Singapore’s sovereign wealth fund GIC will acquire a 25.1 per cent stake in Lendlease International Towers Sydney Trust (LLITST) from Canada Pension Plan Investment Board (CPPIB) and Australia-based property developer Lendlease, it said in a statement on Monday.
Financial terms of the deal were not disclosed.
LLITST holds assets located in the Barangaroo Office Precinct in the Sydney central business district (CBD) close to Darling Harbour.
“These high-quality assets, situated in the heart of Sydney’s CBD, are expected to generate attractive risk-adjusted returns in the long run. As a long-term investor, we will continue to seek good investment opportunities that will add value to our global portfolio,” said GIC Real Estate chief investment officer Lee Kok Sun.
According to Lendlease’ website, LLITST was established in 2012 and is valued at A$4.3 billion ($2.9 billion). It holds a 100 per cent interest in International Towers Sydney, International House Sydney and the Towns Place Car Park.
The deal is subject to regulatory approval and is expected to close in the third quarter of this year.
A report by The Business Times said ASX-listed Lendlease Group is looking to list its upcoming global commercial real estate investment trust on the Singapore Stock Exchange in September, which will comprise one property each in Singapore and Milan. The listing will be worth at least S$1 billion ($720 million) in market capitalisation.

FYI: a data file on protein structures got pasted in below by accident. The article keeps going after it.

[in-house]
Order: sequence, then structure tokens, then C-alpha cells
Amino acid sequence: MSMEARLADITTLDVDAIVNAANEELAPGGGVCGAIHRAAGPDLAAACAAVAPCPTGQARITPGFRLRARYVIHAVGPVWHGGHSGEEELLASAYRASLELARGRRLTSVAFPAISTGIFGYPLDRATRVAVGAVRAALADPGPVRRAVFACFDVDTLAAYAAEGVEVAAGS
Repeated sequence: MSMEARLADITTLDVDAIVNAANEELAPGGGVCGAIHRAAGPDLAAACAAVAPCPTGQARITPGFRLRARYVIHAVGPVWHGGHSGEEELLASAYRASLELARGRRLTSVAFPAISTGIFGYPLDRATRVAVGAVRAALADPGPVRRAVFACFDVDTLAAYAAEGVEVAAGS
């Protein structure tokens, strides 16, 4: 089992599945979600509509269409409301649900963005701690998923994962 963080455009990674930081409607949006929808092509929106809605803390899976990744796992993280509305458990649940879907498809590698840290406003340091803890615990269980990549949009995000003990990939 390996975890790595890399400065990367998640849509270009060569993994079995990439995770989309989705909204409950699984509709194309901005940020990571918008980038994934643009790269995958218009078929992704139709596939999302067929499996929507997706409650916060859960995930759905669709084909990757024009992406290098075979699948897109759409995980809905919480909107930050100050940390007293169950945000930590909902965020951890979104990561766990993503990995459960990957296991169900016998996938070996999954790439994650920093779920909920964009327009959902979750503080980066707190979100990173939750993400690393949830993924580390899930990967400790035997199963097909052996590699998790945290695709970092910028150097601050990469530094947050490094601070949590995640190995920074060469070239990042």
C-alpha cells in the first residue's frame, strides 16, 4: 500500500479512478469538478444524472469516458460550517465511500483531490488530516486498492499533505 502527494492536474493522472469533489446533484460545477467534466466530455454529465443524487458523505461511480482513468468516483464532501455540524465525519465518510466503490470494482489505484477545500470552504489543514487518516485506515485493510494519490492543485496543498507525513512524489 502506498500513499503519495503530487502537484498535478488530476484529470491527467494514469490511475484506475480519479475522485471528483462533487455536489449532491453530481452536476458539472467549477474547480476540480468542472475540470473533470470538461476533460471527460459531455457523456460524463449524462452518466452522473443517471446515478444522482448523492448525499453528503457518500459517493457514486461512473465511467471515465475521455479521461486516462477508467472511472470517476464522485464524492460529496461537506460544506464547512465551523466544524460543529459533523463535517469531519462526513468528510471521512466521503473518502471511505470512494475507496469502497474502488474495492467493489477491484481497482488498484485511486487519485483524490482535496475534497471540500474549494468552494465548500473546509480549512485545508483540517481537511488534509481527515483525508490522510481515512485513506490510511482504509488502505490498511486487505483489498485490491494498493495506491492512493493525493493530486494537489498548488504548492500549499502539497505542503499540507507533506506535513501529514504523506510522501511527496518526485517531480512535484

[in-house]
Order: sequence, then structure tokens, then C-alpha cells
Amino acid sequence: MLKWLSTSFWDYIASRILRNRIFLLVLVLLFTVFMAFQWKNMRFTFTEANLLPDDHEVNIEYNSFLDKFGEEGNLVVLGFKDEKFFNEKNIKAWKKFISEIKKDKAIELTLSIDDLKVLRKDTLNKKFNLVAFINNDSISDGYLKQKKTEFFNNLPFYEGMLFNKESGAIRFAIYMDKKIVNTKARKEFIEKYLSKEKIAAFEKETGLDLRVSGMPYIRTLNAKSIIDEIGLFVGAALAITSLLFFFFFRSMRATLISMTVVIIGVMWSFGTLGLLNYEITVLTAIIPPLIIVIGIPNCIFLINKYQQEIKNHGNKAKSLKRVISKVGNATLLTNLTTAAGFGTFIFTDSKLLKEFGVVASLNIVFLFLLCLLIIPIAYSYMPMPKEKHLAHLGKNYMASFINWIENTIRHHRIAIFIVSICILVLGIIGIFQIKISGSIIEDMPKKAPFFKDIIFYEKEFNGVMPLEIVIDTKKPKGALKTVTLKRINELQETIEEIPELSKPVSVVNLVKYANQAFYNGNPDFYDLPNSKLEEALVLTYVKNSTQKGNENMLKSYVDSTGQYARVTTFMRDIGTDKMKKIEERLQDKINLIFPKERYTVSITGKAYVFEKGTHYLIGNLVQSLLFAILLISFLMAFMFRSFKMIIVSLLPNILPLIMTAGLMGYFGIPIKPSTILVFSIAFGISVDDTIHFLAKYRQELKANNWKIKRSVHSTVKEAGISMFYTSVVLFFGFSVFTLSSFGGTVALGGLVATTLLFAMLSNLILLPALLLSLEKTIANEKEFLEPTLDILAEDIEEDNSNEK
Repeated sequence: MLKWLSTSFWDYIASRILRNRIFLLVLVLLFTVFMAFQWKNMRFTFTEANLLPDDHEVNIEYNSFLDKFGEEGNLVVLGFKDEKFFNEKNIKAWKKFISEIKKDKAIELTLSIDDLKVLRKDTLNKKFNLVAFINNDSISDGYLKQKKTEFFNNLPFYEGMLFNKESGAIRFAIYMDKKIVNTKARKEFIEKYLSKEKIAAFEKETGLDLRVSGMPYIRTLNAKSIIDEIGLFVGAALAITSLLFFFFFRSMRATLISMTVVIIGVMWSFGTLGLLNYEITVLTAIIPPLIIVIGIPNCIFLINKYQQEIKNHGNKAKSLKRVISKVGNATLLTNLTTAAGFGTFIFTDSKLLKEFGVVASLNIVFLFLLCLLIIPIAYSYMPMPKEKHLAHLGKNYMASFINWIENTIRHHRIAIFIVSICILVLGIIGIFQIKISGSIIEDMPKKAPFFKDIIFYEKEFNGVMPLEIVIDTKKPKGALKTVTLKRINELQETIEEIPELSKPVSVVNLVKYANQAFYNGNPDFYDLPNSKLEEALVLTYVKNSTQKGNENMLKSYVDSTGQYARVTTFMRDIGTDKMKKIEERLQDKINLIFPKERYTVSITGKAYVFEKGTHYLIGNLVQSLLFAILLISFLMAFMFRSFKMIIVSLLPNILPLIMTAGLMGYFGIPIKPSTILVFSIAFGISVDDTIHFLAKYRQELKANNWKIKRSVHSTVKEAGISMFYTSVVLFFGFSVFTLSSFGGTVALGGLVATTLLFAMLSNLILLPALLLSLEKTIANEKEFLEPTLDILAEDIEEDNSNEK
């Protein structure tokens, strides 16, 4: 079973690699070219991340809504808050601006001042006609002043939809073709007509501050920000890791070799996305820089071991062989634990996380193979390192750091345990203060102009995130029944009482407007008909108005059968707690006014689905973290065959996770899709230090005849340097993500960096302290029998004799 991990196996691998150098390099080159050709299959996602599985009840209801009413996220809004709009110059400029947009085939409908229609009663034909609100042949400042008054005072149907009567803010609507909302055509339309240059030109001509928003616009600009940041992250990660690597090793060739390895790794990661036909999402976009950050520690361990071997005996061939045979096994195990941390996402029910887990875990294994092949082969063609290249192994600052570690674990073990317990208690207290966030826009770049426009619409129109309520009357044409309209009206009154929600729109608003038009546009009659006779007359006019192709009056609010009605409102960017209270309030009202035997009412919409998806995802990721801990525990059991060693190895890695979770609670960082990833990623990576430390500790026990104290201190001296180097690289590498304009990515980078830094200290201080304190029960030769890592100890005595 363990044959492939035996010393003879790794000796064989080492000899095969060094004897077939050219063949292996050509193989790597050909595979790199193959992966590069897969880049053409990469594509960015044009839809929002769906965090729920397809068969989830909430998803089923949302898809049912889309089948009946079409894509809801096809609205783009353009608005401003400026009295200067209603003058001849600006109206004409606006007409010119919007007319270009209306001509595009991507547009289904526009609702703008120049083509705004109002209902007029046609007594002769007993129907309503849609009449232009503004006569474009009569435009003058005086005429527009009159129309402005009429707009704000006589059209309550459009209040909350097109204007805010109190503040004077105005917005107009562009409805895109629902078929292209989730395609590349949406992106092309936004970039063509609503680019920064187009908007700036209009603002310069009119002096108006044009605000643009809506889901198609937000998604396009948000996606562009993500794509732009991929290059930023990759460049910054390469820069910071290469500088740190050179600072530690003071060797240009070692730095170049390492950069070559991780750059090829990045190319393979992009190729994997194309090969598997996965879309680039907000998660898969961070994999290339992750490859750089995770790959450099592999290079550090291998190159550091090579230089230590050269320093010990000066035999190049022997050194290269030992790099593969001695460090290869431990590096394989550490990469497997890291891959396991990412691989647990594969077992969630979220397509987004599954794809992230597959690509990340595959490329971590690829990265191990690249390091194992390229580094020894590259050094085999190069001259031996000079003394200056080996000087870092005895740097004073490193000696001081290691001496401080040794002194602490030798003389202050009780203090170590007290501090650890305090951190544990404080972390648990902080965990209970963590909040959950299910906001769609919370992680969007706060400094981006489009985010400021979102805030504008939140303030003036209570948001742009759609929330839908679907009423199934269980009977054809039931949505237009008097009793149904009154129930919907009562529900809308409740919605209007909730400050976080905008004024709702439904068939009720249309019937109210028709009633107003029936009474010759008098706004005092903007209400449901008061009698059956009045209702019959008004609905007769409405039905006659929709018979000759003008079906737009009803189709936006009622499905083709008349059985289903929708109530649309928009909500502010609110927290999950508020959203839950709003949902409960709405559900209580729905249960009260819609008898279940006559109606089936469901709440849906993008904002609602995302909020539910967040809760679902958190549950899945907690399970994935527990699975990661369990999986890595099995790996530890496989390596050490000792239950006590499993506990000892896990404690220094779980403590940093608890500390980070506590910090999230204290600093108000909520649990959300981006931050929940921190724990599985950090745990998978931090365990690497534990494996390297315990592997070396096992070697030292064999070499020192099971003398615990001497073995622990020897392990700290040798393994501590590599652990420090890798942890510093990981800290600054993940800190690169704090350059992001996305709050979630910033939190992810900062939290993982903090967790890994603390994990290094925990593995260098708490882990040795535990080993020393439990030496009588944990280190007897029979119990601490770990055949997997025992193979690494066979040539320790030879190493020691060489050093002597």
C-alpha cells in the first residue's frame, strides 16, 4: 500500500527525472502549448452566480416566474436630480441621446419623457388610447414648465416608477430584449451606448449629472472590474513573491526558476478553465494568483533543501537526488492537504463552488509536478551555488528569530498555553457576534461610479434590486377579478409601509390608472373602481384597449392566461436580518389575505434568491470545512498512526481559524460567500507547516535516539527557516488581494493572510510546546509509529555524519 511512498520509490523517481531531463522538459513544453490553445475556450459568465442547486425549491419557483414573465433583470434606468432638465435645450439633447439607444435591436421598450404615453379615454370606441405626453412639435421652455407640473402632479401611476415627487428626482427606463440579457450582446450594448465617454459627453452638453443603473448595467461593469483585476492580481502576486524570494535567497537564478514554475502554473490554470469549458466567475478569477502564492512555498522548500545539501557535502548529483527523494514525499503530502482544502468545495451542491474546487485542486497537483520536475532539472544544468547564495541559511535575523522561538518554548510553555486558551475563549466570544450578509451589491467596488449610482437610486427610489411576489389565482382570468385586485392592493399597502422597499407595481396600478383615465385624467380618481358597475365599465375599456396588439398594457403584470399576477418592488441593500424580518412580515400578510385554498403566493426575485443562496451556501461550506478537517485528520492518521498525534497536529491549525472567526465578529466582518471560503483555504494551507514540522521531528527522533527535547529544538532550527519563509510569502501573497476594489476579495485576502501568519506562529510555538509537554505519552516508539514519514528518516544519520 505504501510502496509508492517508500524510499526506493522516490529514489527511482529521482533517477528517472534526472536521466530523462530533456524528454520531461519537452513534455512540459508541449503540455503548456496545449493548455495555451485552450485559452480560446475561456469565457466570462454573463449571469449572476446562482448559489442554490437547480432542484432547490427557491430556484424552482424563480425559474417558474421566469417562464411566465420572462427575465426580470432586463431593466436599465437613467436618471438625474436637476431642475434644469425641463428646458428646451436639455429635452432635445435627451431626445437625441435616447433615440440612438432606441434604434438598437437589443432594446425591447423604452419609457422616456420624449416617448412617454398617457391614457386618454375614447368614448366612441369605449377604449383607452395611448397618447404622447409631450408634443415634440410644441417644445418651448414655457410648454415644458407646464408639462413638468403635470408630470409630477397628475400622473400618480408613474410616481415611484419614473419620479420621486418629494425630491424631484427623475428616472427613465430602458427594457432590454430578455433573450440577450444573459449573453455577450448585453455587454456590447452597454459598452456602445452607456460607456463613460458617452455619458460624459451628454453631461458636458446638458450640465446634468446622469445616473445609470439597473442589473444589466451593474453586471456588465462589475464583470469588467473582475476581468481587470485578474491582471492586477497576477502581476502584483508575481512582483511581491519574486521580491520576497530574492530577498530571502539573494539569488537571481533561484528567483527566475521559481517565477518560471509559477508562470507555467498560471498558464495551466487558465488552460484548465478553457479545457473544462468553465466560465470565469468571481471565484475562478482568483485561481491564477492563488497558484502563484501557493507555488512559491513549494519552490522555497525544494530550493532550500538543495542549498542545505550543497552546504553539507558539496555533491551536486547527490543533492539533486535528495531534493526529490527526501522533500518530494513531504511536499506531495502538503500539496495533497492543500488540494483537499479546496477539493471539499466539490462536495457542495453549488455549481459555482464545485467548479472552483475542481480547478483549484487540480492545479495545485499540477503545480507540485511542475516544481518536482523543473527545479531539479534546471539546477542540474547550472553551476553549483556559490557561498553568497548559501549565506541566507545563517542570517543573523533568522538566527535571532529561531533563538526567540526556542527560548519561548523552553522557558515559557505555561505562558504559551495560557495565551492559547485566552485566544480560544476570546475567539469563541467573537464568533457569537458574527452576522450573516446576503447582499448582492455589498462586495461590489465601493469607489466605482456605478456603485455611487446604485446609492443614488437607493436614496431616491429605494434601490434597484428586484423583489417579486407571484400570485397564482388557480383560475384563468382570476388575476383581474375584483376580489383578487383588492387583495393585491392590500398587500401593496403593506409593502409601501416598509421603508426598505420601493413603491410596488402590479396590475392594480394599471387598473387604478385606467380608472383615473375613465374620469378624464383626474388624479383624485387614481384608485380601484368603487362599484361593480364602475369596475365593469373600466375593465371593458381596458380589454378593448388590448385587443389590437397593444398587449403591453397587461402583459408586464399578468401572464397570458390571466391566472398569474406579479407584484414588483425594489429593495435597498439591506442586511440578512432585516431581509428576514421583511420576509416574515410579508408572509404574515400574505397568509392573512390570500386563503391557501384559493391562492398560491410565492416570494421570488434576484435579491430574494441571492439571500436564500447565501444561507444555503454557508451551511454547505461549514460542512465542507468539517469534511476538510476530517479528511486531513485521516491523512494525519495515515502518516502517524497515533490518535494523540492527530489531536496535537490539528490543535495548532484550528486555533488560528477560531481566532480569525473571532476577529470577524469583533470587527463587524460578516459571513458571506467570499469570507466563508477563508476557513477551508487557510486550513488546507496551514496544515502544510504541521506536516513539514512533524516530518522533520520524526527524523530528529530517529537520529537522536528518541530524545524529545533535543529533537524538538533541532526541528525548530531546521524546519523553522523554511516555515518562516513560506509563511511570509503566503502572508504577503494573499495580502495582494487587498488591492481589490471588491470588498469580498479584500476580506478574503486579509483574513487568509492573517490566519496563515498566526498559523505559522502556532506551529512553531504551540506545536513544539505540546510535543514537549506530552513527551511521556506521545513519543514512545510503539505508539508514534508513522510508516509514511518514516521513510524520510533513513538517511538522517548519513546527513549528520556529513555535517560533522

Also, in the land down under, GIC has partnered with Dexus last November, an Australian real estate investment trust to establish a A$2-billion ($1.45 billion) unlisted trust to invest in local logistics properties. The new unlisted vehicle is open-ended with an indefinite term and an active acquisition and development mandate.
Earlier this month, GIC announced that it has offloaded an undisclosed stake in the A$1.8-billion ($1.2 billion) Sydney office skyscraper Chifley Tower to Australian property group Charter Hall. The sovereign wealth fund was reportedly looking to offload a 50 per cent stake in the property for around A$900 million ($604 million), which it acquired for A$710 million ($512 million) in 2005.